Hope and I have not always been on the best of terms. I often feel like hope misleads me, and then lets me down. I have hoped for so many things for my son, Ricochet, only to fall into disappointment in the end. While hope is a powerful tool to keep us moving forward, it can also cause despair. I’ve told myself many times to stop hoping for things so I won’t be disappointed in the end — to expect the worst and then be pleasantly surprised if it works out. I’ve told myself, but hope always finds a way to creep in. Hope More
Defining ‘Academic Success’ for Kids with ADHD, Autism
Most individuals define academic success by grades and test scores — A’s and B’s and high scores on benchmark tests are a success. In turn, average and failing grades are indicative of not being successful at school. When your child has ADHD and/or autism though, you have to modify your yardstick as well as your definition of success.
Growing up, I was expected to earn all A’s and B’s, because my parents knew that I had the intelligence and skills to do so. When I brought home a C once or twice on a report card, I was immediately grounded. These house rules taught me that grades were a measure of More
My son, Ricochet, loves the beach. When he’s at the beach he can run wild and free, explore and excavate, and match the temperament of the ocean.
When he was younger, he was so excitable and hyper that vacation was fun for him and he never wanted to go back home. Now that he is nearly a teen, and his ADHD activity level is managed, he is acutely aware that he’s not at home, with his stuff, where he knows what to expect. So aware, he cried to go home on several occasions over week away. Several. At one moment, he’s standing in the surf and commanding the waves with great pleasure, like the sorcerer in Fantasia. The next, he is melting down on More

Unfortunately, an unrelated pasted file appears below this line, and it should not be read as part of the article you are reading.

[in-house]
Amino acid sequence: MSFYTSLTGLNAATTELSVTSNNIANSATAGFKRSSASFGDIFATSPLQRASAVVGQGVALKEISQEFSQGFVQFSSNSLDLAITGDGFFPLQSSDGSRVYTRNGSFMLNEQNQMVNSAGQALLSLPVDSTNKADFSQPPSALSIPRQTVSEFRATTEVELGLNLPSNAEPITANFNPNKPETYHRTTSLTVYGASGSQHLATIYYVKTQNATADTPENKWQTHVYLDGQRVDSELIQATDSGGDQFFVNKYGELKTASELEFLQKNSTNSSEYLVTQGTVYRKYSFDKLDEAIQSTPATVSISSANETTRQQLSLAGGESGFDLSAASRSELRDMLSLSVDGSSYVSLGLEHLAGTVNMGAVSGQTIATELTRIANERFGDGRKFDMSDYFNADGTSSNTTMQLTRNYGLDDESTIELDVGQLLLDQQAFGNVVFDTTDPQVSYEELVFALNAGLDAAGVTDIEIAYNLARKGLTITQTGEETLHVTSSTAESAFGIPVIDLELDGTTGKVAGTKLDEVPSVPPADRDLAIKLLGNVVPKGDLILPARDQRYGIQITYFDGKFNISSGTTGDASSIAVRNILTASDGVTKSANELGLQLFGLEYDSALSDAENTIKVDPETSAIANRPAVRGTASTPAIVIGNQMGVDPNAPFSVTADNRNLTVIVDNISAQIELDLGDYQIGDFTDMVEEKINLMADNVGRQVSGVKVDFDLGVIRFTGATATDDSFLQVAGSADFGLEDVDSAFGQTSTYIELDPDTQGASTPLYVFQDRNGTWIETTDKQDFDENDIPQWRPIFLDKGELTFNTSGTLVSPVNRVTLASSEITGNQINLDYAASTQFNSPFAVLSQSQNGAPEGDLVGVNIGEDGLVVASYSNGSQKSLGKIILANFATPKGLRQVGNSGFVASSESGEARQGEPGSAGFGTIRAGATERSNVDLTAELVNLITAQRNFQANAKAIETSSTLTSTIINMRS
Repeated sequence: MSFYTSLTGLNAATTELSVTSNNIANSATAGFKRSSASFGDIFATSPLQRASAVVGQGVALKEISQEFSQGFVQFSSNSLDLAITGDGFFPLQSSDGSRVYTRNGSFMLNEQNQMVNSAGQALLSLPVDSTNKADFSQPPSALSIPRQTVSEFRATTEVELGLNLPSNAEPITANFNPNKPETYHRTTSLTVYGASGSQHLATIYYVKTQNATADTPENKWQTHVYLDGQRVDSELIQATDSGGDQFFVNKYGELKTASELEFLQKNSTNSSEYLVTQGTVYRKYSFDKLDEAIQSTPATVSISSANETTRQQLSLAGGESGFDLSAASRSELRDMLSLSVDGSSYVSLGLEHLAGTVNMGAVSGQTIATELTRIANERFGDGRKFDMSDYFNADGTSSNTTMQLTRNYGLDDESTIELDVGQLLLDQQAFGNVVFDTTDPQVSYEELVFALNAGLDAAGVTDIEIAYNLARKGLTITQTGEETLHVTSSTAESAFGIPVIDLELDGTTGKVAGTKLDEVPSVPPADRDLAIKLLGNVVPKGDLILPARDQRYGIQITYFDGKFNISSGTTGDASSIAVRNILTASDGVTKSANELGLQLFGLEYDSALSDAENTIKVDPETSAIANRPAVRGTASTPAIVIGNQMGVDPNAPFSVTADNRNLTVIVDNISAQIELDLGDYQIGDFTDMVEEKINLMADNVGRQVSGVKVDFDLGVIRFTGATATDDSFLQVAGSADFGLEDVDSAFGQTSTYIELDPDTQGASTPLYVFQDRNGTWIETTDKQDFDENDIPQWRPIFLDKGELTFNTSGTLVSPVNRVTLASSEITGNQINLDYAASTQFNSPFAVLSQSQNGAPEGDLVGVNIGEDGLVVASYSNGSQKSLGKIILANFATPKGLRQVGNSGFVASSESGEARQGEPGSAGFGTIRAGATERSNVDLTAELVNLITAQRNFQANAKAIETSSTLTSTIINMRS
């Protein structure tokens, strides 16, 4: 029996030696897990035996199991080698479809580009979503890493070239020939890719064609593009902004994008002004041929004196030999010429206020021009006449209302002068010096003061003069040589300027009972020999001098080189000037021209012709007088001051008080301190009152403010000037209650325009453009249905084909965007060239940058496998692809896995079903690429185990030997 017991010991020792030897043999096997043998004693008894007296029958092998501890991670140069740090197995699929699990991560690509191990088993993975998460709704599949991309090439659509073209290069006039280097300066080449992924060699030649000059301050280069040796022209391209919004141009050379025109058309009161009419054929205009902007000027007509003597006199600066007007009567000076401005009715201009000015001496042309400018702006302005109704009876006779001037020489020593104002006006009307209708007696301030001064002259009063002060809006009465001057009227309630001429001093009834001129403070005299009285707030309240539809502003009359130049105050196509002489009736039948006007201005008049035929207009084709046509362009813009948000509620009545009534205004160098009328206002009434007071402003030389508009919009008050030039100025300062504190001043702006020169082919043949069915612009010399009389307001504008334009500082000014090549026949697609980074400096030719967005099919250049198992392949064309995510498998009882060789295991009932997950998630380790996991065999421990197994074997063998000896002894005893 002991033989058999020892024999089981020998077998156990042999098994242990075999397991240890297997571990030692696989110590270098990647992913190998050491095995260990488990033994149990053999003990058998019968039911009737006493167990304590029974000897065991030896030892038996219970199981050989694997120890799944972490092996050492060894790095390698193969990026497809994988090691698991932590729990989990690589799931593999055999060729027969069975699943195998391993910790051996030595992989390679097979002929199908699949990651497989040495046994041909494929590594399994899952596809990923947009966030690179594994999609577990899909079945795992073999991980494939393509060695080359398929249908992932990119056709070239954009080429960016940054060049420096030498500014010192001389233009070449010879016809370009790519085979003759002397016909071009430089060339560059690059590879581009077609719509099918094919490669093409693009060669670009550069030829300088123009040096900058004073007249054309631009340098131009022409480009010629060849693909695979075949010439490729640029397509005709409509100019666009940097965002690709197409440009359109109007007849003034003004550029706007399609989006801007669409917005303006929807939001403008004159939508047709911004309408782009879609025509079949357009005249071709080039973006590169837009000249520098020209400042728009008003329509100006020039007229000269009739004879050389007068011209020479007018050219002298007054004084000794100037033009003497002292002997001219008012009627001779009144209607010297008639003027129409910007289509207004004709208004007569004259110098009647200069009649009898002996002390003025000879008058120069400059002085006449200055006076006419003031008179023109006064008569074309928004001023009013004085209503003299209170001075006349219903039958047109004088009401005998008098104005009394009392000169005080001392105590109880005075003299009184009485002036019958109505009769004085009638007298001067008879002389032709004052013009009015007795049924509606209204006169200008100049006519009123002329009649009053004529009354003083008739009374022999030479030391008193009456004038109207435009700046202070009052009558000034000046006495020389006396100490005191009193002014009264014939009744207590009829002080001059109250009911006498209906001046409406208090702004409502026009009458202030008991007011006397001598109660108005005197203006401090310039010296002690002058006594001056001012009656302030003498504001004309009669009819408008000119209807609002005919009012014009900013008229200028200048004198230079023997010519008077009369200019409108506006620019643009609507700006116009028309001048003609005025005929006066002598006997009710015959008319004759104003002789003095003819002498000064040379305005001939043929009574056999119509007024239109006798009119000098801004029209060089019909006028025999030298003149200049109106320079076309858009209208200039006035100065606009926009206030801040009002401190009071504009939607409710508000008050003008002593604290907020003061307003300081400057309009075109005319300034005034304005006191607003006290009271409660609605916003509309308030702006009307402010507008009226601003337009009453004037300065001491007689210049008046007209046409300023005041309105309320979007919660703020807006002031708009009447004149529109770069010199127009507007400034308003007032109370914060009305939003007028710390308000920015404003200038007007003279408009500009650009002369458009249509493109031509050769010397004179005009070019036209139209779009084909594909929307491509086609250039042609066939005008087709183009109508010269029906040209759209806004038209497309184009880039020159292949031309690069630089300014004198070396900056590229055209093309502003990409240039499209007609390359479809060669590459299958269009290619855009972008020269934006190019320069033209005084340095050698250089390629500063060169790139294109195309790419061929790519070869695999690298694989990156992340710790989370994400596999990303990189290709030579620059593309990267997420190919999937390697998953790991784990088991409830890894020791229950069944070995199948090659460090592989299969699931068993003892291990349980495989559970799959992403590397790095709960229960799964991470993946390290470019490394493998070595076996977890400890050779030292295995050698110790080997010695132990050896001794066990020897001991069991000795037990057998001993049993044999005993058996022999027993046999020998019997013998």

As I wrote about earlier this week, the fear and anxiety around school is back, now that there is less than two weeks until back to school for Ricochet, my son with ADHD, mild autism, and dysgraphia. His history of school struggles has taught me to worry incessantly about how school will go. Couple that with starting a new school (our public middle school that serves 7th and 8th grade) and I’m in a full-on panic.
However, there are things we can all do to prepare for a new school year when we have a child with ADHD and/or autism, to ensure we, parents and kids alike, start with our best foot forward. Here are the five ways I prepare my son for a new school year. More
The Fear is Real
To say that our last school year was painful for my son, Ricochet, and myself, would be a gross understatement. He was so totally misunderstood by teachers and staff at the charter school he attended that it got to the point where he began harming himself at school to try to get picked up early and flee the discomfort. Every teacher and administrator Ricochet dealt with felt certain that his above-average intelligence meant he could do everything they asked him to do and more, despite More